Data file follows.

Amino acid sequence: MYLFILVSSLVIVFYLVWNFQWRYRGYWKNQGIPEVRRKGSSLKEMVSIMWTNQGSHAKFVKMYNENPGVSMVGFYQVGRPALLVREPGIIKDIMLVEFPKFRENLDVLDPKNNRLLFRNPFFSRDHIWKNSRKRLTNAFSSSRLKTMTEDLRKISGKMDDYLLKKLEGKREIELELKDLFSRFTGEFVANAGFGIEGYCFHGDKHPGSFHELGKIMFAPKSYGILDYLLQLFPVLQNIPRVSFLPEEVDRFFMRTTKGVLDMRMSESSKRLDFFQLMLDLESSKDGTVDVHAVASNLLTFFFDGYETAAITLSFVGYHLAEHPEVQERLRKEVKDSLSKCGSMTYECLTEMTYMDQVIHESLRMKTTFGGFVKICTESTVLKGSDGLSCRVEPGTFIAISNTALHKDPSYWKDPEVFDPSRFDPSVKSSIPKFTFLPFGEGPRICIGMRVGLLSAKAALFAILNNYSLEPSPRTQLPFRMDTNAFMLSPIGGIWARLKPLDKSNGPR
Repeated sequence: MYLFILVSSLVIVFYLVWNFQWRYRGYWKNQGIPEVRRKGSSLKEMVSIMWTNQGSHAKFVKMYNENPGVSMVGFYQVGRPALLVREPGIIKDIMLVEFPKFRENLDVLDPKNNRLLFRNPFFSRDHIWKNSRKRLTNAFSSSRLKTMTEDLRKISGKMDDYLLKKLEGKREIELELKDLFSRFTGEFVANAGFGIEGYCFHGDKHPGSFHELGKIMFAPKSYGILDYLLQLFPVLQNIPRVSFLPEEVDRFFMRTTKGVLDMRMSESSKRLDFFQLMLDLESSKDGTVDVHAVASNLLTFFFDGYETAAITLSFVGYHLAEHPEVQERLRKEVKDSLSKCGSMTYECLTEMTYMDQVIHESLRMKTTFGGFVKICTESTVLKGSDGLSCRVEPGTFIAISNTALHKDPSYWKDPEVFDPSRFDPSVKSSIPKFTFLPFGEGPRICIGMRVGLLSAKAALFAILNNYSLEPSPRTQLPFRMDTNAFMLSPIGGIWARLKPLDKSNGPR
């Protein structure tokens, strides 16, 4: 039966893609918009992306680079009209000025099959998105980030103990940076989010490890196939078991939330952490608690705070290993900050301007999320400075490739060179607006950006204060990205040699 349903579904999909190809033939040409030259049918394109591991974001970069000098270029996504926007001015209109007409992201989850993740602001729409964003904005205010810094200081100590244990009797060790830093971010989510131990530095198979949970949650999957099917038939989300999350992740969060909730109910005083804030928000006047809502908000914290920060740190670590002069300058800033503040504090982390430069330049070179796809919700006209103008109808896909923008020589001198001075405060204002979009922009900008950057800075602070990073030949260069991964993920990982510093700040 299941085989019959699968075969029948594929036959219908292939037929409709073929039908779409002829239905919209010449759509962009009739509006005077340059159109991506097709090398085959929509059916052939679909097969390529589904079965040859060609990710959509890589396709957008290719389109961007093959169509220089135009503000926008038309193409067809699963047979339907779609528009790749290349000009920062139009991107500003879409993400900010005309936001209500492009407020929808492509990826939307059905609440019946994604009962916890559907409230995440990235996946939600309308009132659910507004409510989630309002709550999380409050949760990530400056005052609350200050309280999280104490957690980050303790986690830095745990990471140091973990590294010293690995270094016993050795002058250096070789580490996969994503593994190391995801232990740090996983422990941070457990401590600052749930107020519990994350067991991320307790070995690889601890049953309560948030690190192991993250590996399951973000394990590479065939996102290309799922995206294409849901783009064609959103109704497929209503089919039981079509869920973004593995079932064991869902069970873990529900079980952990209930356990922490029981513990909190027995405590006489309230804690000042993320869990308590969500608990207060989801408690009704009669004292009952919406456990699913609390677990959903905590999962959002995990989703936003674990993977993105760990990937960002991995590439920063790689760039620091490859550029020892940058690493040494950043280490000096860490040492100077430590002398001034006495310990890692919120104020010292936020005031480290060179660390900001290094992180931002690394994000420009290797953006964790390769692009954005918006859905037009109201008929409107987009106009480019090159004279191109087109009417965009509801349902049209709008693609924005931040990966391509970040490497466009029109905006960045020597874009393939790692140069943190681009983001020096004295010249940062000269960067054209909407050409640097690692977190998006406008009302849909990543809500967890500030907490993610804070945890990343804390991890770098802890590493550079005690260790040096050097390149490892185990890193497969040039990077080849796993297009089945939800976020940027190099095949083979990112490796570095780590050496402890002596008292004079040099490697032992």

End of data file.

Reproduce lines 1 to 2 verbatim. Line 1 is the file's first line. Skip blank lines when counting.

Amino acid sequence: MYLFILVSSLVIVFYLVWNFQWRYRGYWKNQGIPEVRRKGSSLKEMVSIMWTNQGSHAKFVKMYNENPGVSMVGFYQVGRPALLVREPGIIKDIMLVEFPKFRENLDVLDPKNNRLLFRNPFFSRDHIWKNSRKRLTNAFSSSRLKTMTEDLRKISGKMDDYLLKKLEGKREIELELKDLFSRFTGEFVANAGFGIEGYCFHGDKHPGSFHELGKIMFAPKSYGILDYLLQLFPVLQNIPRVSFLPEEVDRFFMRTTKGVLDMRMSESSKRLDFFQLMLDLESSKDGTVDVHAVASNLLTFFFDGYETAAITLSFVGYHLAEHPEVQERLRKEVKDSLSKCGSMTYECLTEMTYMDQVIHESLRMKTTFGGFVKICTESTVLKGSDGLSCRVEPGTFIAISNTALHKDPSYWKDPEVFDPSRFDPSVKSSIPKFTFLPFGEGPRICIGMRVGLLSAKAALFAILNNYSLEPSPRTQLPFRMDTNAFMLSPIGGIWARLKPLDKSNGPR
Repeated sequence: MYLFILVSSLVIVFYLVWNFQWRYRGYWKNQGIPEVRRKGSSLKEMVSIMWTNQGSHAKFVKMYNENPGVSMVGFYQVGRPALLVREPGIIKDIMLVEFPKFRENLDVLDPKNNRLLFRNPFFSRDHIWKNSRKRLTNAFSSSRLKTMTEDLRKISGKMDDYLLKKLEGKREIELELKDLFSRFTGEFVANAGFGIEGYCFHGDKHPGSFHELGKIMFAPKSYGILDYLLQLFPVLQNIPRVSFLPEEVDRFFMRTTKGVLDMRMSESSKRLDFFQLMLDLESSKDGTVDVHAVASNLLTFFFDGYETAAITLSFVGYHLAEHPEVQERLRKEVKDSLSKCGSMTYECLTEMTYMDQVIHESLRMKTTFGGFVKICTESTVLKGSDGLSCRVEPGTFIAISNTALHKDPSYWKDPEVFDPSRFDPSVKSSIPKFTFLPFGEGPRICIGMRVGLLSAKAALFAILNNYSLEPSPRTQLPFRMDTNAFMLSPIGGIWARLKPLDKSNGPR